Hike rates

ECB may raise rates in July to fight extreme inflation – Schnabel

Isabel Schnabel, a member of the German economic expert advisory board, attends the 29th Frankfurt European Banking Congress (EBC) at the old opera house in Frankfurt, Germany November 22, 2019. REUTERS/Ralph Orlowski

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FRANKFURT, May 3 (Reuters) – The European Central Bank may have to raise interest rates as early as July to prevent “extremely high” inflation from taking hold, ECB executive board member Isabel Schnabel told the newspaper on Tuesday. German Handelsblatt.

Inflation hit a record high of 7.5% last month, almost four times the ECB’s target, and even underlying price growth, which filters out volatile energy and fuel prices. , is now approaching 4%, suggesting that strong price growth could persist even if oil prices retreat .

“Talking is no longer enough, we have to act,” said the Handelsblatt quoting Schnabel. “Looking ahead to today, a rate hike in July is in my view possible.”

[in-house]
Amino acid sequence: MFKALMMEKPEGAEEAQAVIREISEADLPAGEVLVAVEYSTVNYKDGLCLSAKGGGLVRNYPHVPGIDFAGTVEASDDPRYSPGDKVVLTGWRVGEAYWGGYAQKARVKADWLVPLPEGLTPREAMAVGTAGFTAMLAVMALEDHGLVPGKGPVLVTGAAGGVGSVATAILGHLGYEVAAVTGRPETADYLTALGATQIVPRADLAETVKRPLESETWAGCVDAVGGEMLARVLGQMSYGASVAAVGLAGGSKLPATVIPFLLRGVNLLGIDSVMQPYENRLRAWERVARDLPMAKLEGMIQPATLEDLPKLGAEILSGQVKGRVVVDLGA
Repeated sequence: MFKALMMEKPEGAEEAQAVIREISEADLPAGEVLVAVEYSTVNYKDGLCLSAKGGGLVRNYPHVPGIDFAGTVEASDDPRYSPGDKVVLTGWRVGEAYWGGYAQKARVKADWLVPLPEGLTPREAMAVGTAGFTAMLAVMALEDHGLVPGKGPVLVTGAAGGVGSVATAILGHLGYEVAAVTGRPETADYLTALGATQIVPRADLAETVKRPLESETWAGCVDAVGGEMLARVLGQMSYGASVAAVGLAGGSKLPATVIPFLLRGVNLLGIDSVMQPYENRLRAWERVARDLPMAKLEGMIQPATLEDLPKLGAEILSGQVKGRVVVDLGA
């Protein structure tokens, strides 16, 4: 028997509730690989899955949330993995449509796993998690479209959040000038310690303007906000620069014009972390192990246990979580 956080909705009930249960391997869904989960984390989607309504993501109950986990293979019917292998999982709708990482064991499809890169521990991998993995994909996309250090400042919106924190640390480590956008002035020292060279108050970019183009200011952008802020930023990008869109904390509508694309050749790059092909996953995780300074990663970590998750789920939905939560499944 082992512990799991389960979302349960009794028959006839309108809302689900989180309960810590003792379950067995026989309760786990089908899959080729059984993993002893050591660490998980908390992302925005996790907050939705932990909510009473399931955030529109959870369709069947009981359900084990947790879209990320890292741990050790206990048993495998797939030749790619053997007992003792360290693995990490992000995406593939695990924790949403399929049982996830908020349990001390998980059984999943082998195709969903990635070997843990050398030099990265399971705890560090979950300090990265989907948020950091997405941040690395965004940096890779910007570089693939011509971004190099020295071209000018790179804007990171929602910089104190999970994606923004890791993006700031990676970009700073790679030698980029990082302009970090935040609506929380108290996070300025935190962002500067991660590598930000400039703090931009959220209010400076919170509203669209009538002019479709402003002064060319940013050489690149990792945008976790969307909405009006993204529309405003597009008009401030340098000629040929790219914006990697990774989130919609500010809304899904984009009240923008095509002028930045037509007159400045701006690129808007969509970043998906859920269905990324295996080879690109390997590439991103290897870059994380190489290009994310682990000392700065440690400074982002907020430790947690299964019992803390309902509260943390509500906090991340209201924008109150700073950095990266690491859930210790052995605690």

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A precursor to any rate hike must be an end to bond buying, and that could come in late June, said Schnabel, head of market operations at the ECB.

Conservatives on the 25-member ECB Governing Council are increasingly calling on the central bank to rein in its ultra-loose inflation-fighting policy, and most are planning two to three rate hikes before the end of the year. Read more

The ECB last raised rates in 2011 and has kept its benchmark deposit rate, now minus 0.5%, in negative territory since 2014.

Markets are currently pricing in 97 basis points of rate hikes for the rest of the year, indicating increases are expected at every policy meeting starting in July.

The ECB will then meet on June 9, when asset purchases are expected to end, followed by a meeting on July 21.

Schnabel said she did not expect the euro zone to fall into stagflation – a period of zero growth coupled with high inflation – but said the ECB’s main role was to fight rapid growth prices and not to support the economy.

She added, however, that the ECB would act on any unwarranted increase in the yield spread between the core and the periphery of the bloc.

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Reporting by Balazs Koranyi Editing by Chris Reese and Leslie Adler

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